Coping with Classroom Stress: Early Childhood Special Education Teachers and Burnout

A new study from the University of Nevada, Reno investigated some potential predictors of the psychological stress and high rate of burnout that early childhood special education teachers face in their daily work. . Teachers’ lack of academic resources and the high demands placed on them, the stress of their work, and their commitment (or lack of commitment) to their work have been identified as some of the predictors of increased psychological stress and professional burnout.

“School district administrators need this information,” said Hyun-Joo Jeon, professor of human development and family science at the College of Education and Human Development and co-author of the study. “One of the variables we looked at was school climate – whether a teacher collaborates with other people, administrators and principals. All of these things are really important to reduce their stress and to perform better in class.

The study looked at teachers’ professional resources, job demands and beliefs about engagement in their work and certain teaching methodologies, looking to see if any of these correlated with the level of stress experienced. by teachers. The authors found that creating a more collaborative atmosphere, encouraging feedback on curriculum-related decisions, and effective professional development programs all have the potential to reduce the burnout faced by educators in education. specialized.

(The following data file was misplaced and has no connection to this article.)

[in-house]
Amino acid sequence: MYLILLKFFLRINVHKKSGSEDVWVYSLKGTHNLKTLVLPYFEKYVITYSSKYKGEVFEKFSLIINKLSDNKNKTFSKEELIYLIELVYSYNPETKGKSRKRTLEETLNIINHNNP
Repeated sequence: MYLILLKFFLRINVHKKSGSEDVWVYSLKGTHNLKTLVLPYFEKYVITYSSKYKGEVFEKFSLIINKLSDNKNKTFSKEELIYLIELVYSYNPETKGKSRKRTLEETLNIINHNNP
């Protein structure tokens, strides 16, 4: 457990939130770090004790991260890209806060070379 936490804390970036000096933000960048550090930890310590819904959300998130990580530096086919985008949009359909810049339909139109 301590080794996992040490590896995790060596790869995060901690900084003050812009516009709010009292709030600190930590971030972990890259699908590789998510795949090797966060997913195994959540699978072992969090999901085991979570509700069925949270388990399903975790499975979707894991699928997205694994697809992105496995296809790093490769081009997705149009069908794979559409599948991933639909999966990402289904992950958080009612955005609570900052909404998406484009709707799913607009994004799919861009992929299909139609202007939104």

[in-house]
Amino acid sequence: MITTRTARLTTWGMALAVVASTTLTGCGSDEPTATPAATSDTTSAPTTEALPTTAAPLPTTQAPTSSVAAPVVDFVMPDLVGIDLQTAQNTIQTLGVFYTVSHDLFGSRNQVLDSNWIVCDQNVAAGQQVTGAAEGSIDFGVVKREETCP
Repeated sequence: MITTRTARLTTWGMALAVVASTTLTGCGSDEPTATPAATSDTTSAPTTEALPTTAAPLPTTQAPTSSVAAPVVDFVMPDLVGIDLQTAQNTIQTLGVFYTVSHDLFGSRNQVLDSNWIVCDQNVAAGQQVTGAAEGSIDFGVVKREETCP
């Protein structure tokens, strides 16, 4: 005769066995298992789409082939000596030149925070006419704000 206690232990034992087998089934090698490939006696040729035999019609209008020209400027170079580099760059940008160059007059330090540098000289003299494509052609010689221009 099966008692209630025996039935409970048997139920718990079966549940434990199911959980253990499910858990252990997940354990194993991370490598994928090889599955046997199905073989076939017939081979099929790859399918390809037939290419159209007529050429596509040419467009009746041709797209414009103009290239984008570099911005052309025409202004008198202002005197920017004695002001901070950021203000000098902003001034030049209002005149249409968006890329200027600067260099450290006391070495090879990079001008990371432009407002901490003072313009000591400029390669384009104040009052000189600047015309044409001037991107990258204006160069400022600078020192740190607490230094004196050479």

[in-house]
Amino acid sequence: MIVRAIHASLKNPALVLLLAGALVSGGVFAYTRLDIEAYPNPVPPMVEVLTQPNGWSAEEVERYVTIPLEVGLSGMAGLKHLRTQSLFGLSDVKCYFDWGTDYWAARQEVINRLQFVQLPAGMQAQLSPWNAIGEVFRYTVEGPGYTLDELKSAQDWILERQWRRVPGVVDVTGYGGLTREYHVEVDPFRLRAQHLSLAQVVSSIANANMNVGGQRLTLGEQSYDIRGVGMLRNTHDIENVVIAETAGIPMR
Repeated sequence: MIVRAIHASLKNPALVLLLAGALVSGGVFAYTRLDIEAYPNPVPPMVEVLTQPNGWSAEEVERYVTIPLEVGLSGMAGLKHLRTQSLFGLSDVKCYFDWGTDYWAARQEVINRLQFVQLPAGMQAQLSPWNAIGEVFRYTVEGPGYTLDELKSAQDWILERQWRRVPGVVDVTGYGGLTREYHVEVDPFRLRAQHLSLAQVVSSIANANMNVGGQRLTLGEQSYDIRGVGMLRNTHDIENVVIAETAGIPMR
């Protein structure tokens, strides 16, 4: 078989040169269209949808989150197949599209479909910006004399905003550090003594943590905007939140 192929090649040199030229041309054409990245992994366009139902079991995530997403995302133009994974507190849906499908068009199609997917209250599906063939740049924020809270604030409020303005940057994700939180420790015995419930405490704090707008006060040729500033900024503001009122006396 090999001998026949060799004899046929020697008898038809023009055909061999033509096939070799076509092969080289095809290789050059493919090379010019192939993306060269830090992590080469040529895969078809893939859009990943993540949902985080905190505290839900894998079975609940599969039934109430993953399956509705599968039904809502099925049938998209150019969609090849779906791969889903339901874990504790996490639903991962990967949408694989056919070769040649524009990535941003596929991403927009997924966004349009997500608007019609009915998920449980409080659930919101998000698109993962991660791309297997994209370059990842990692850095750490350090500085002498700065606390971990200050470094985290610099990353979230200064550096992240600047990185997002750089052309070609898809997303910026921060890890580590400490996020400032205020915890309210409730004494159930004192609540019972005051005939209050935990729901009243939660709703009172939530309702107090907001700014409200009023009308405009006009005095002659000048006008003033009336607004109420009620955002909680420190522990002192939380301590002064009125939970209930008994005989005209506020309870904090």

Preparing teachers during their initial training on how to deal with the unique needs of children with disabilities during their own education finds them much less stressed when they find themselves in the classroom.

“In our human development and family science program, where they train early childhood educators, we offer some of these early childhood special education courses, which are specific to teachers, to better prepare them to serve all children they’re going to experience in their classroom,” said Lindsay Diamond, also a co-author of the study and an assistant professor of special education at the College of Education and Human Development.

The study suggests that reducing teacher stress brings a wide range of benefits to a school. Reducing stress and reducing burnout reduces staff turnover, easing pressure on schools in times of teacher shortages and thereby improving teaching.

“Teachers who are less stressed and have less or less burnout will be able to provide better instruction to children,” Diamond said. “They will feel more supported to be able to provide intensive interventions and develop relationships with families. At the end of the day, it’s the children who are affected by this when we have teachers coming in and out. If they are experiencing high levels of stress and are missing work because of it, then who is in the class? »

Diamond and Jeon saw an opportunity for this research when their two research interests had a perfect crossroads. Diamond specializes in early childhood special education and Jeon had previously conducted research on the psychological stress of general early childhood education teachers. The two realized that there was a lack of research that examined where these two areas overlap, and so a collaboration was born.

“It was a bridge where we could cross the field of early childhood special education because there isn’t a lot of research,” Diamond said. “Very few studies look at early childhood special education teachers specifically in their burnout, psychological stress, and how to support them.”

Leave a Reply